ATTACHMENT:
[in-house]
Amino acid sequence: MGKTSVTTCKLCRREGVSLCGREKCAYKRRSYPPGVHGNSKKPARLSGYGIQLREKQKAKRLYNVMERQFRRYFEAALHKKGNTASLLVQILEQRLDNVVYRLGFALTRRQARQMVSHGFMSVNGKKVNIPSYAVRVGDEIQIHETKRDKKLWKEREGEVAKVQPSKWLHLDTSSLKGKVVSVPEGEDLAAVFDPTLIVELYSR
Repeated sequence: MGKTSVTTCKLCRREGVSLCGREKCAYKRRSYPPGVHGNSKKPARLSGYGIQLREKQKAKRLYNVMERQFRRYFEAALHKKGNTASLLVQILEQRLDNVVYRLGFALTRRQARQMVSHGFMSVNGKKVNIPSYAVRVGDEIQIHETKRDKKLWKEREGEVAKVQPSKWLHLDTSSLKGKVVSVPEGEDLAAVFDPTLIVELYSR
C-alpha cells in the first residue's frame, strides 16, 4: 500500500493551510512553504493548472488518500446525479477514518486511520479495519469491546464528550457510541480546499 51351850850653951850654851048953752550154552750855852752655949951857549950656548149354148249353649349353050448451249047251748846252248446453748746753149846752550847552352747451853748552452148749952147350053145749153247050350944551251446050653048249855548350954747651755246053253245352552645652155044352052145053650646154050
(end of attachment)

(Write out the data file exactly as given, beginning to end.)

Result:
[in-house]
Amino acid sequence: MGKTSVTTCKLCRREGVSLCGREKCAYKRRSYPPGVHGNSKKPARLSGYGIQLREKQKAKRLYNVMERQFRRYFEAALHKKGNTASLLVQILEQRLDNVVYRLGFALTRRQARQMVSHGFMSVNGKKVNIPSYAVRVGDEIQIHETKRDKKLWKEREGEVAKVQPSKWLHLDTSSLKGKVVSVPEGEDLAAVFDPTLIVELYSR
Repeated sequence: MGKTSVTTCKLCRREGVSLCGREKCAYKRRSYPPGVHGNSKKPARLSGYGIQLREKQKAKRLYNVMERQFRRYFEAALHKKGNTASLLVQILEQRLDNVVYRLGFALTRRQARQMVSHGFMSVNGKKVNIPSYAVRVGDEIQIHETKRDKKLWKEREGEVAKVQPSKWLHLDTSSLKGKVVSVPEGEDLAAVFDPTLIVELYSR
C-alpha cells in the first residue's frame, strides 16, 4: 500500500493551510512553504493548472488518500446525479477514518486511520479495519469491546464528550457510541480546499 51351850850653951850654851048953752550154552750855852752655949951857549950656548149354148249353649349353050448451249047251748846252248446453748746753149846752550847552352747451853748552452148749952147350053145749153247050350944551251446050653048249855548350954747651755246053253245352552645652155044352052145053650646154050